Article published the Monday 17 September 2012 - Latest update : Tuesday 18 September 2012

African press review 17 September 2012

By Michael Fitzpatrick

Analysis of the roots of the current crisis in South Africa's mining sector and more on the suspension of executions in The Gambia, all in the African papers today.

It's hard to get away from news of the republic's troubled mining sector in this morning's South African newspapers.

Practically every story on the front page of financial paper BusinessDay has some connection to the labour dispute that has caused dozens of deaths and seen the virtual shut-down of South Africa's gold and platinum industries.

According to BusinessDay columnist, Tim Cohen, the two crucial questions are: what went wrong in the mining sector from a broader perspective? And who is to blame?

Cohen points out that that South Africa’s mining industry has been a shocking underperformer. The mining sector accounted for 21% of GDP in 1970 compared to only 6% today. South Africa’s mining output is lower today than it was in 1994.

Tim Cohen says there are two general explanations for this decline. The first is declining ore quality, combined with deeper and therefore more expensive and less profitable mines.

The second theory is that electricity and other infrastructure shortages have hurt South Africa’s ability to increase production.

Both are true, but neither explanation is adequate, says Cohen. For that, you can blame the Mbeki administration.

The primary aim of the Mbeki government was to turn the mines into a kind of patriotic industrial ghetto which would feed the manufacturing sector with raw materials at low cost. The poor administration of mining licences gave rise to absurd results, huge delays, and rampant corruption.

The current crisis has complex roots. Thuggish policing is obviously a major and tragic contributor. The mining industry’s lack of attention to the social conditions in mining areas is another. Poor leadership by the Zuma administration is a third.

The industry is on its knees, says Cohen. The main story in BusinessDay speaks of investors ‘shunning’ the troubled South African mine sector.

The National Union of Mineworkers is the largest single member of Cosatu, the Confederation of South African Trade Unions, which meets this week for its annual national congress.

BusinessDay warns that the Cosatu leaders have a lot of fires to put out, some of them sufficiently serious to destroy the entire South African trade union structure. Where that would leave the ruling ANC, which crucially depends on Cosatu solidarity, is a big question.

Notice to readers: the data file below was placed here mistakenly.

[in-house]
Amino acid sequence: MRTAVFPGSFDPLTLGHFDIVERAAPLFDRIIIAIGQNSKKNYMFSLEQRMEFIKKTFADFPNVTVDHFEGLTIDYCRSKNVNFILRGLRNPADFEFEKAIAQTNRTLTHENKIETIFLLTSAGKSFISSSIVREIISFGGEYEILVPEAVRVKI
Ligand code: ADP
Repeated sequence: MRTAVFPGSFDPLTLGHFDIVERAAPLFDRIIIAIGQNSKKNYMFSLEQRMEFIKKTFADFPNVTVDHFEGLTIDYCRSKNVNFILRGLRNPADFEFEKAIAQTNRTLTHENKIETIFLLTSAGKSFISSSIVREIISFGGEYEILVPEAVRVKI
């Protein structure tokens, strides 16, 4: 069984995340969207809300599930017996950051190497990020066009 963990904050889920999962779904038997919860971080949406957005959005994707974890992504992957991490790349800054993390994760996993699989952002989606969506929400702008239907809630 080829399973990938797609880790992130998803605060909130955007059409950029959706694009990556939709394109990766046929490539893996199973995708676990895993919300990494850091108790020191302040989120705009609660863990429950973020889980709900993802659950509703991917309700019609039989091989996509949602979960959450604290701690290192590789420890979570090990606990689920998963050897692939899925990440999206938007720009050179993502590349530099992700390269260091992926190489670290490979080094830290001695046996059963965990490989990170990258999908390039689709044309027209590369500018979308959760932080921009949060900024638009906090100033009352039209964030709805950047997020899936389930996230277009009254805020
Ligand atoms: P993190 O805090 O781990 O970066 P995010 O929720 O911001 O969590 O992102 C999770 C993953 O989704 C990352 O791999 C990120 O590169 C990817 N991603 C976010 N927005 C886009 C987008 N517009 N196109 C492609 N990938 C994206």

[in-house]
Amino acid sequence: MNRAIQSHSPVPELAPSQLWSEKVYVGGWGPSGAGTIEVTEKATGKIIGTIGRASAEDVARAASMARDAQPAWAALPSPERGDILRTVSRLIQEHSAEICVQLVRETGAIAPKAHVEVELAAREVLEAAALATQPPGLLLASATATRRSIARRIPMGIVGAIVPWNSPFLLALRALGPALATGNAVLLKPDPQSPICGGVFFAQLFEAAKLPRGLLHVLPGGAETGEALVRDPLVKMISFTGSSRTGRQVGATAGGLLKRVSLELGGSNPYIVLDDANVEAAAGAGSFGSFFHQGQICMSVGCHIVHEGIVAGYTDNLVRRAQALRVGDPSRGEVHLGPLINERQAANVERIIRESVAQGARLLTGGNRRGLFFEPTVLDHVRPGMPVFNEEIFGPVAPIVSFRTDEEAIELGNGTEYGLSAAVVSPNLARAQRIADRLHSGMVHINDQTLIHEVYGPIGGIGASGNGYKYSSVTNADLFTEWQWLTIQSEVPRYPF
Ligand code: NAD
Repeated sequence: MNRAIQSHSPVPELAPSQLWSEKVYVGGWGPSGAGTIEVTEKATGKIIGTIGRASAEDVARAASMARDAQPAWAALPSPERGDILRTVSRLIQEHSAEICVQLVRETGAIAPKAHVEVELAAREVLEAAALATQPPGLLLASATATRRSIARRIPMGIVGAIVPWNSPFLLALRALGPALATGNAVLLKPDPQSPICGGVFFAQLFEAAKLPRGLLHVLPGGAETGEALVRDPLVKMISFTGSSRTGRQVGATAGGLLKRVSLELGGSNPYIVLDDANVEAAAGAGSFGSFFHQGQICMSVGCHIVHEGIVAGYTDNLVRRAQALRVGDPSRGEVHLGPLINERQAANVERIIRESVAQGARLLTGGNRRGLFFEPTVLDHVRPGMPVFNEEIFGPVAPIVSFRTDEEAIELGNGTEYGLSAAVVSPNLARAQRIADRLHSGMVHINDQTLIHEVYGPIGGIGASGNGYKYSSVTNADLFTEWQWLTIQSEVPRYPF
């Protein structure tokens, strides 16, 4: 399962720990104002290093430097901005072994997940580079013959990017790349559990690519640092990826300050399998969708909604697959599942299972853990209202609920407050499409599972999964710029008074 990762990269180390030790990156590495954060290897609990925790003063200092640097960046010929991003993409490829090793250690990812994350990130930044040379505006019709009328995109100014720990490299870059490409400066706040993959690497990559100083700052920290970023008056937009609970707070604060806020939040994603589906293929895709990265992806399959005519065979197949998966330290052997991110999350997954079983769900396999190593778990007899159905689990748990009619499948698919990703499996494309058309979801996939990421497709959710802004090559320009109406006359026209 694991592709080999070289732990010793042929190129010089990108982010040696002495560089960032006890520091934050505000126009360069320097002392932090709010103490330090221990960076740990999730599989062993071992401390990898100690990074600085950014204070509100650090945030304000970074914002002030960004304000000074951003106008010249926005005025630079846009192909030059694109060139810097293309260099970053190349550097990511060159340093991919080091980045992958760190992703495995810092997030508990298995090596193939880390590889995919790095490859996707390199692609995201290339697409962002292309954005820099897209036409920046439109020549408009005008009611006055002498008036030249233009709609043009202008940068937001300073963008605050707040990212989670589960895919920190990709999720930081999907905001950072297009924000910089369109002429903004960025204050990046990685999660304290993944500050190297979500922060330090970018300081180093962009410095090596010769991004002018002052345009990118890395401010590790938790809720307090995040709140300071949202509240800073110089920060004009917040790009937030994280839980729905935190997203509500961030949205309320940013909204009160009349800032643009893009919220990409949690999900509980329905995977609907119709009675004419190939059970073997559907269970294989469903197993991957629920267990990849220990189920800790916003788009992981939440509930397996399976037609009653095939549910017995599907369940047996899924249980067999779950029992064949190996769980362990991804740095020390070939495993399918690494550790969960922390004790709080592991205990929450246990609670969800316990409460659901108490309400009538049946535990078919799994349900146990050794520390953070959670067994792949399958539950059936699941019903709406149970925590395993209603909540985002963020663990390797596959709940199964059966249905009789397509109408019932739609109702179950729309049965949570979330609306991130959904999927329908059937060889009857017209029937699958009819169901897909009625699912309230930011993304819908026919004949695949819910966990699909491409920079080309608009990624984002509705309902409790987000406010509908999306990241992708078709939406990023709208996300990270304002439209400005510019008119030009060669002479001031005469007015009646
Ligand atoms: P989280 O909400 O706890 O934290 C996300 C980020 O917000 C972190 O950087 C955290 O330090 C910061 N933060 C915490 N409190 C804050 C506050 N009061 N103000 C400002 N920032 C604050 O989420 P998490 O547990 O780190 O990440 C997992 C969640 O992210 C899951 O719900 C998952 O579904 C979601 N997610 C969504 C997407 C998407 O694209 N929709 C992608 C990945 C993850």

The main story on the front page of the Gambian daily, The Observer, is headlined "President Jammeh agrees suspension of executions".

The article quotes former Senegalese prime minister, Souleymane Ndene Ndiaye, who met the Gambian president late last week, as confirming that there will be no further executions of Gambian death row prisoners, at least for the time being.

Nine prisoners have been executed since August, and another 37 inmates remain on death row. The death penalty was abolished under former President Dawda Jawara, but was reinstated shortly after Jammeh seized power in 1994. Human rights groups say most of those recently executed were political prisoners.


The key word in the latest promise of clemency does appear to be "suspension". A presidential statement quoted by the Reuters news agency said that what happens next will be dictated by the violent crime rate. If that rate declines, the moratorium on the death penalty will be indefinite. But if there is an increase in violent crime, the moratorium will be lifted automatically.

On Friday, a Gambian opposition political group called the National Transitional Council of The Gambia announced plans to create a government in exile in neighbouring Senegal.

Its leader, Sheikh Sidia Bayo, said he was spurred to create the new group by the recent execution of some death-row prisoners.

The aim of the National Transitional Council is to put an end to President Yahya Jammeh's "dictatorship", according to Sheikh Sidia Bayo.

The Standard in Kenya notes that there are exactly 169 days to the next General and Presidential Election. But the daily says that many questions remains about the country’s level of preparedness to hold the poll.

The chairman of the Independent Electoral and Boundaries Commission says those who want the poll date shifted must not use his commission as their excuse.

However, the fear is that IEBC may not be left with sufficient time to plan for such critical programmes as voter registration and education as well as the procurement and implementation of the Biometric Voter Registration System.

The IEBC initially announced it would be carry out registration of the close to 12 million voters in September, but this has not taken place.

tags: African press review - Cosatu - Gambia - Kenya - Mining - Press review - Senegal - South Africa - Yahya Jammeh
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